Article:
Often described as a half-goat, half-demon in Central European folklore, he is an anthropomorphic being set to envoke fear and punish children who have misbehaved. Unlike Santa Claus, who rewards children for their wonderful attitudes, Krampus is…not so jolly, often being associated with negative punishment.
Characteristics and Features
Krampus is known to resemble a demonic figure with brown or black hair covering his body, along with goat-like horns and hooves (sometimes shown with one human foot and one hoof). His tongue is quite unnerving as it’s elongated and accompanied by fangs in most visual depictions. He carries chains, believed to symbolize the binding of the Devil by the Christian Church and thrashes them around for a dramatized effect and is also known to have a bell. The Ruten (Pagan) that he uses to commonly swat children is a bundle of birch branches but in some instances, he uses a whip.
Sometimes with him is a sack or basket to carry away bad and misbehaved children where he either drowns them, eats them, or drags them to Hell. Older versions of this are portrayed with the other Companions of Saint Nicolas (pictured below as the other companions closely related with Saint Nicolas who travel alongside him), like Zwarte Piet for example.
Origins and Celebrations
The legend and story of Krampus has been theorized to date back to pre-Christian times. An article by Maurice Bruce in 1958 talks about him as being “a Horned God of the Witches so well preserved. The chains could have been introduced in a Christian attempt to ‘bind the Devil’ but again they could be a remnant of pagan initiation rituals.” He was originally (supposedly) created by Pagans and is said to be the son of Hel in Norse mythology.
Even though Santa is the polar opposite, he was later on thought of as a companion of sorts to Krampus due to Christianity since the 1700s, similar to the yin-yang concept but Christmasy of course.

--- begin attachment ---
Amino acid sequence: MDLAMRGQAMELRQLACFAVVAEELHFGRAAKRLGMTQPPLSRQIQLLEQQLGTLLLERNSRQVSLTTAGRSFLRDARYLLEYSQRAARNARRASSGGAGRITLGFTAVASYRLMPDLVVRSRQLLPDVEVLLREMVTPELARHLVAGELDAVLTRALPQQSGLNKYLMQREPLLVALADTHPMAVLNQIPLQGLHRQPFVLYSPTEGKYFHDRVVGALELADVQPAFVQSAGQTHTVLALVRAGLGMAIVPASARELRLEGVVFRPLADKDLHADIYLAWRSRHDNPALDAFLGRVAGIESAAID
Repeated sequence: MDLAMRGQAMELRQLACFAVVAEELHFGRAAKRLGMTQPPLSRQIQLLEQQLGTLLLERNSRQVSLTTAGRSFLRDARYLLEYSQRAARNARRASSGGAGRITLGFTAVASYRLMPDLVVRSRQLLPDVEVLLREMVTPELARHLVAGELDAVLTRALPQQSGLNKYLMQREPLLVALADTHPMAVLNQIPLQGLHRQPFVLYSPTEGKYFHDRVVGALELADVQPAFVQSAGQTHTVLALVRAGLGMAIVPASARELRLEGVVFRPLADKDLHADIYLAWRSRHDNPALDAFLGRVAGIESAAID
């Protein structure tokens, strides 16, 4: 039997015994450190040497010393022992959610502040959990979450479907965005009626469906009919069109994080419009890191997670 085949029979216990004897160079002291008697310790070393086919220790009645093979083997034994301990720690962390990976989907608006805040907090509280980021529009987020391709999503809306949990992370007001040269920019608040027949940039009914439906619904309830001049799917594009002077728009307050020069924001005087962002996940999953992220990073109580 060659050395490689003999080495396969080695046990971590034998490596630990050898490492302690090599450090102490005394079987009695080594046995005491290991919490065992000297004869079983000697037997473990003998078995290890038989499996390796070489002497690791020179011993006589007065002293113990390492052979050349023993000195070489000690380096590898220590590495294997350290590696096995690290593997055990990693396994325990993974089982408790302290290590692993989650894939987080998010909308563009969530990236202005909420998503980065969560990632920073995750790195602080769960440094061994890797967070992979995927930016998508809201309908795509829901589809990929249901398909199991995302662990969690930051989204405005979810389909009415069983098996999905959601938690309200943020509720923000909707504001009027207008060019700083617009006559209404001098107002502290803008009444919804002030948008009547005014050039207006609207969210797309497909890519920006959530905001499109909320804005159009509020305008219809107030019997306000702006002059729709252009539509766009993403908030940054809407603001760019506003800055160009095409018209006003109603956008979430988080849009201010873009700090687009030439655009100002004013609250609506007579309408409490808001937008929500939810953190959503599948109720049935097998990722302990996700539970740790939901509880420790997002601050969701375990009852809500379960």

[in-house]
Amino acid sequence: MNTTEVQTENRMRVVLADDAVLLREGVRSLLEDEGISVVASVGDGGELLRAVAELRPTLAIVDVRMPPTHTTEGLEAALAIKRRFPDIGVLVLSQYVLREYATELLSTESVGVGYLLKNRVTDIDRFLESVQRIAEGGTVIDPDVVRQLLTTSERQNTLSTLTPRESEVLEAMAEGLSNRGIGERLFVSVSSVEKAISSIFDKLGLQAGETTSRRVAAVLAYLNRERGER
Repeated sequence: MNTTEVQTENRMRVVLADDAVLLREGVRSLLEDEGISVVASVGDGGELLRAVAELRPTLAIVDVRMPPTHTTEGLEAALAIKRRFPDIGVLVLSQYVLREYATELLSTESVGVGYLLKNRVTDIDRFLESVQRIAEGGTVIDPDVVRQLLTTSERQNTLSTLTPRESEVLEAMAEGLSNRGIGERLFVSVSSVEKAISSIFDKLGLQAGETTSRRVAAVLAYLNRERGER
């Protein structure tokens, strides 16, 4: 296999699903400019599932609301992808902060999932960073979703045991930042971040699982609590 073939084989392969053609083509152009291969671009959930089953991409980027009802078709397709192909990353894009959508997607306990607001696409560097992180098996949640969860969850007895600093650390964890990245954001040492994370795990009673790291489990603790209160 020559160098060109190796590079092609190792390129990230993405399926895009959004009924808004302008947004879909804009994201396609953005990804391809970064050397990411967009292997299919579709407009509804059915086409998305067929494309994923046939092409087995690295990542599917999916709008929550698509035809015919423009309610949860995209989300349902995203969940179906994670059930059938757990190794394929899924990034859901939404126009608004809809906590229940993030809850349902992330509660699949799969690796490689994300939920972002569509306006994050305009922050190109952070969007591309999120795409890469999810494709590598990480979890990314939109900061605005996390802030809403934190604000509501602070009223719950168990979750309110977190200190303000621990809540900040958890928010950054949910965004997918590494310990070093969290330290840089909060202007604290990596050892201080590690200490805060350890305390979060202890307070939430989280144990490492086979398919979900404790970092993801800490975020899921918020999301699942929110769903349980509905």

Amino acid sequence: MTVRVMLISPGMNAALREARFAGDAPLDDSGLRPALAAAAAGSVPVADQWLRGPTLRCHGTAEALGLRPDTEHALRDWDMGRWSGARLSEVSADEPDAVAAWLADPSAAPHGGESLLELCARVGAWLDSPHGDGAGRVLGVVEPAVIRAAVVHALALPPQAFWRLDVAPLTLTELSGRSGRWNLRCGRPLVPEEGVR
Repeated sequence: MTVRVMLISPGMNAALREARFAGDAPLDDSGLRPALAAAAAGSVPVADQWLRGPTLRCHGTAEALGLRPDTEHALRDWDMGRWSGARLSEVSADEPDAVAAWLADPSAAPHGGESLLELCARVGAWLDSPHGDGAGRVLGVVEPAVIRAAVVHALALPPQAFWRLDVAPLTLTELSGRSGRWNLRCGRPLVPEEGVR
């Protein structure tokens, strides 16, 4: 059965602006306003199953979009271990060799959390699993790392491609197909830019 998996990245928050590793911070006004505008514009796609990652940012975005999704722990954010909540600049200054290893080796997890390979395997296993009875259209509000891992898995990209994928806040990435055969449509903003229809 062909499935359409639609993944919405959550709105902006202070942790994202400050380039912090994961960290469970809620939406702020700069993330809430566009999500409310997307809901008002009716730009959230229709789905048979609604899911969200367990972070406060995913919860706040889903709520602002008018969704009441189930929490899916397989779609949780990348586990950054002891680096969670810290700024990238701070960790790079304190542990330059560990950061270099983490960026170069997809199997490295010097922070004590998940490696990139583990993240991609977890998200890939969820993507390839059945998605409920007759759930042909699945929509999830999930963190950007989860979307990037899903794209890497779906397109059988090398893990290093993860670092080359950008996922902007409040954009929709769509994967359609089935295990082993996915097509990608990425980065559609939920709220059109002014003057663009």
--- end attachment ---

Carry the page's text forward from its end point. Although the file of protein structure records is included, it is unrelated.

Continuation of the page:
Since the 18th century, Europeans have been passing around and exchanging gift cards featuring Krampus with the headline “Gruß vom Krampus” or Greetings from Krampus along with funny rhymes and/or poems. It used to resemble something unnerving but in recent years, has had somewhat of a cutesy look to the cards.
The Feast of St. Nicolas is incorporated in many parts of Europe on the 6th of December, following the night of December 5th where the night belongs to Krampus (Krampusnacht) as he overtakes the streets and often visits homes and businesses alongside St. Nicolas. Santa distributes gifts for the good and Krampus hands out coal and lumps of Ruten for the bad boys and girls.
After the 1932 election in Austria, the tradition of Krampus was no longer deemed allowed by the Dollfuss regime under the Fatherland’s Front (an Austrian political organization of “Austrofascism”). Then in the 1950s, the government titled Krampus as an evil man in pamphlets but towards the end of the 1900s, a large and popular resurface of Krampus celebrations occurred as they still do today with some recent reports (this year, in fact!) of some drunken Austrians roaming the streets in Krampus masks while others hang decor and gold-painted bundles of twigs to remind children to never forget the meaning of Krampus and to always behave. The celebration is being rekindled in Bavaria also with an artistic tradition of wood-carven Krampus masks and is becoming a crucial part of the holiday season.
It is also customary (according to Germanic folklore) to offer a Krampus schnapps or distilled fruit brandy during a Krampus run (Krampuslauf) which can be rather frightening as those dressed up to don the figure may scare and even beat, push, hit bystanders with whips.
Krampus in Modern Media
In recent, modern years there have been many different media depictions of the infamous anti-Santa. Books include Krampus: The Yule Lord by Gerald Brom and Krampus: The Devil of Christmas by Monte Beauchamp. Movies include Krampus: The Christmas Devil (2013), Krampus (2015), and Krampus: The Reckoning (2015). Krampus has also been known in modern animations, television shows, and video games. Yup, Krampus is quite a famous character and likely will be for years to come as tales and stories continue to be passed down through the ongoing generations.
What are your thoughts on Krampus and the legends and stories that revolve around him? Let me know in the comments!